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LONDON Recent advancements in intraoperative wide-angle
visualization systems and
small-incision vitrectomy make vitreous base shaving no
longer necessary, a speaker said here.
"Though the vitreous base may theoretically play a role as a scaffold
anterior proliferative vitreoretinopathy, there is no
evidence proving that vitreous base trimming prevents or reduces the incidence
of [proliferative vitreoretinopathy]," Homayoun Tabandeh, MD, said at the
Euretina meeting. "It might, in fact, just move the scaffold
closer to the retina."
It is also a time-consuming maneuver that may lead to retinal breaks,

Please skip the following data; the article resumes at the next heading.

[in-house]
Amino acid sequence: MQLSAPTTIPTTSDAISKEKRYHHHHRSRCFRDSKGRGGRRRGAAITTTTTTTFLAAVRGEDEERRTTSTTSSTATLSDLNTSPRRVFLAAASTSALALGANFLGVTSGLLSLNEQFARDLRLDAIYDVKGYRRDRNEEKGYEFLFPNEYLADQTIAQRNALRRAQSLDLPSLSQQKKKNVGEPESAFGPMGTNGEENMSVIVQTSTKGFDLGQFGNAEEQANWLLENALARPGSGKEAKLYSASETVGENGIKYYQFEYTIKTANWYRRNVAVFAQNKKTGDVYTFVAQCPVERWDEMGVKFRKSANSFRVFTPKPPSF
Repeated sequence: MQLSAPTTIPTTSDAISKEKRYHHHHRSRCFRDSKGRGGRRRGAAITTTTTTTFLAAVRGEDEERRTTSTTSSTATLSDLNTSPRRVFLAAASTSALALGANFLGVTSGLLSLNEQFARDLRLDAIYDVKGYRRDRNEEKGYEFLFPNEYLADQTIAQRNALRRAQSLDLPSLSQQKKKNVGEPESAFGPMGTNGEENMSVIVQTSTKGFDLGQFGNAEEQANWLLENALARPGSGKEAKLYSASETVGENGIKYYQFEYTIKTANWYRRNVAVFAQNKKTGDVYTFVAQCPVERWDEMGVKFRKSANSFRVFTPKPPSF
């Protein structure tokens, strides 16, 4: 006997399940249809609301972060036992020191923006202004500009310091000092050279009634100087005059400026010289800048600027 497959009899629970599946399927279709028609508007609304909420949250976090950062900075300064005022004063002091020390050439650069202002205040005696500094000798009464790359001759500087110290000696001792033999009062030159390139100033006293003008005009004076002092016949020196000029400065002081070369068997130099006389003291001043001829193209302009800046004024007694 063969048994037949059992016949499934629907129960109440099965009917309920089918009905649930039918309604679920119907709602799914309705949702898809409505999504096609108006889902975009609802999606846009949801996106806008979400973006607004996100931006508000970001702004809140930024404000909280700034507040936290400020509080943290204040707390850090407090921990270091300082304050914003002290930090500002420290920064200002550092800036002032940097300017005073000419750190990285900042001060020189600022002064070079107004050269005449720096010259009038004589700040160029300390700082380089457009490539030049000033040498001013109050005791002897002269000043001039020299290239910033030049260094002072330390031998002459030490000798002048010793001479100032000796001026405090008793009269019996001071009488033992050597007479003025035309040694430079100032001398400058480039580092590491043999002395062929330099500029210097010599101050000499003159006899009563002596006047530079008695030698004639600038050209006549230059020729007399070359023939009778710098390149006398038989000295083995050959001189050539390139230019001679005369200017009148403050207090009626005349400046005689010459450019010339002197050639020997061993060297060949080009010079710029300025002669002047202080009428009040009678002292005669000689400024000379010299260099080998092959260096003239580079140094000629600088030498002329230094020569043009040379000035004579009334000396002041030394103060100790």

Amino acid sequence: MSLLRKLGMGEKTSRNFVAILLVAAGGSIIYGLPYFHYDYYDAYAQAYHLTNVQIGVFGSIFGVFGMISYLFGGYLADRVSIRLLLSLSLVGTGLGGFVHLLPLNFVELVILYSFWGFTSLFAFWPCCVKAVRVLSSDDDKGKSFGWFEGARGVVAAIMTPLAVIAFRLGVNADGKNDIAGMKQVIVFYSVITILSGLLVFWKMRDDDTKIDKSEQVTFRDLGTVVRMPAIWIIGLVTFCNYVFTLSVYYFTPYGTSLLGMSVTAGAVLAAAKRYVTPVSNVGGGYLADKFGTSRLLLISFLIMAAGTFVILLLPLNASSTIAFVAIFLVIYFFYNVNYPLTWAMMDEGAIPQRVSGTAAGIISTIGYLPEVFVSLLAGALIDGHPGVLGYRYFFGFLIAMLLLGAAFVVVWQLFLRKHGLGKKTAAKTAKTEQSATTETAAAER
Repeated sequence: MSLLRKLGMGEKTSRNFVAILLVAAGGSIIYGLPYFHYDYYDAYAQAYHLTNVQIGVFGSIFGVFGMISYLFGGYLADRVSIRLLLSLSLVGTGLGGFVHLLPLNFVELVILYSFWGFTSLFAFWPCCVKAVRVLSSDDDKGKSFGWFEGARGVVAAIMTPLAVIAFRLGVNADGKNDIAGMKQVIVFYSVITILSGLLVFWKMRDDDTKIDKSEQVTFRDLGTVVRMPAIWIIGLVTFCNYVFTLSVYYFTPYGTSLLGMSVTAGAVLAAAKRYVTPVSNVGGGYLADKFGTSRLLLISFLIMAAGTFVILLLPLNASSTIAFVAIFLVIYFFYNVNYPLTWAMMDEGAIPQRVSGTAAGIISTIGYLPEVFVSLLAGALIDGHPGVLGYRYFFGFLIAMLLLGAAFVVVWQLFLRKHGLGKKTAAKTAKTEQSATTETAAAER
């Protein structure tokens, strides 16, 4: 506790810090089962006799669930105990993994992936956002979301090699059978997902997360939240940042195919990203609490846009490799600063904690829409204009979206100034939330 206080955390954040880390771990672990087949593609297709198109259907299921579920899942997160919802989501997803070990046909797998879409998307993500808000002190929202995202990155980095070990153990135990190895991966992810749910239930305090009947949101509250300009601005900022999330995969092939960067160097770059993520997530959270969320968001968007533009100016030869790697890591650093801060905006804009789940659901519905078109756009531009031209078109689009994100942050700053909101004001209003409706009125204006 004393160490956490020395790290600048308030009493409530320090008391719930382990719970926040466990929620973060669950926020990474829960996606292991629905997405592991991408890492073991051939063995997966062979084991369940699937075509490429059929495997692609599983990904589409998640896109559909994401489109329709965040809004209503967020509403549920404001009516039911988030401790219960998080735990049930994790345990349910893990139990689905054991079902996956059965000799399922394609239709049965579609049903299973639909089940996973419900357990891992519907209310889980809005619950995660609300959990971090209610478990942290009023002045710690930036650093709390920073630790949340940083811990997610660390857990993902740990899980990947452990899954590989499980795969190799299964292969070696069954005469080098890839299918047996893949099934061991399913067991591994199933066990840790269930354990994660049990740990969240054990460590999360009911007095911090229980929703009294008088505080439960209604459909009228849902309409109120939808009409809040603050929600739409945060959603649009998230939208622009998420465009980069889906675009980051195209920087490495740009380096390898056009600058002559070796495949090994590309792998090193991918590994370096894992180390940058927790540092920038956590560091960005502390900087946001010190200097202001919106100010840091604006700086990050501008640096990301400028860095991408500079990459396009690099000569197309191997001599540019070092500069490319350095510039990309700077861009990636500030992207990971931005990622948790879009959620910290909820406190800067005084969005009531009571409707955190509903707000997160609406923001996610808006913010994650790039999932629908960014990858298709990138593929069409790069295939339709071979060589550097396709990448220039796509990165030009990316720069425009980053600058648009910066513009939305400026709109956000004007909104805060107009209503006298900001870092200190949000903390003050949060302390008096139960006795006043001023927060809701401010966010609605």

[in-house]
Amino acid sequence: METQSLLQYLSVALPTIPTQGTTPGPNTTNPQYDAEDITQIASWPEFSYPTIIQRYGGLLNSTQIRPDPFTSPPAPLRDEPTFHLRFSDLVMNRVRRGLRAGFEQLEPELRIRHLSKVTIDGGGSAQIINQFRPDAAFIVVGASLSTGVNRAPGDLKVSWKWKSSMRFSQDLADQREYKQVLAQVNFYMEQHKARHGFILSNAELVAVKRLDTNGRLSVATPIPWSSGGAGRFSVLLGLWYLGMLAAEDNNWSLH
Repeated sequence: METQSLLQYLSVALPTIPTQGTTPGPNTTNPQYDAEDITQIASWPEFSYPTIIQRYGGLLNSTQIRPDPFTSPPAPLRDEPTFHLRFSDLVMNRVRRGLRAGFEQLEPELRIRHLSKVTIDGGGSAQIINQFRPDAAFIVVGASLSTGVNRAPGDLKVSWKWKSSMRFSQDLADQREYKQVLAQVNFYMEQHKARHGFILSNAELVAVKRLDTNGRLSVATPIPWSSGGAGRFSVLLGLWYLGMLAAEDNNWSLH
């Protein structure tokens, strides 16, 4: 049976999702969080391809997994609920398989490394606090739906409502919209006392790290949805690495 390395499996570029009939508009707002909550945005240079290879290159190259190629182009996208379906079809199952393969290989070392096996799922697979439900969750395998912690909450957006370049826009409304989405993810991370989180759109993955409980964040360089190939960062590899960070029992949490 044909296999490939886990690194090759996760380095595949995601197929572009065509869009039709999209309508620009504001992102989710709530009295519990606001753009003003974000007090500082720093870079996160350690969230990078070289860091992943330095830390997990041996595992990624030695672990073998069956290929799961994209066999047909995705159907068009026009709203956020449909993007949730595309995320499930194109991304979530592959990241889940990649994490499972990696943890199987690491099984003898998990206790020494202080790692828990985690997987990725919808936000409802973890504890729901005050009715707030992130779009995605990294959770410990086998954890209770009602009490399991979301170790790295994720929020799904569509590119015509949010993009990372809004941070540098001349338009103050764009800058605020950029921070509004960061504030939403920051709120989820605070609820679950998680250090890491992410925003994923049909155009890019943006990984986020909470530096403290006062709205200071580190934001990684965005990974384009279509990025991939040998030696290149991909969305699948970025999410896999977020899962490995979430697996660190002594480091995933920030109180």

cataract and zonular weakness, he said.
Looking back at his series of 156 consecutive cases operated since 2006
rhegmatogenous retinal detachment, Dr. Tabandeh said that
vitreous base shaving should no longer be considered as a useful routine
"It would only add additional morbidity and surgical time," he said. "I
did not perform it in any of the patients, and my results were extremely good.
The retina was reattached in 99% of the cases, and significant improvement of
vision was obtained."
- Disclosure: Dr. Tabandeh has no relevant financial disclosures.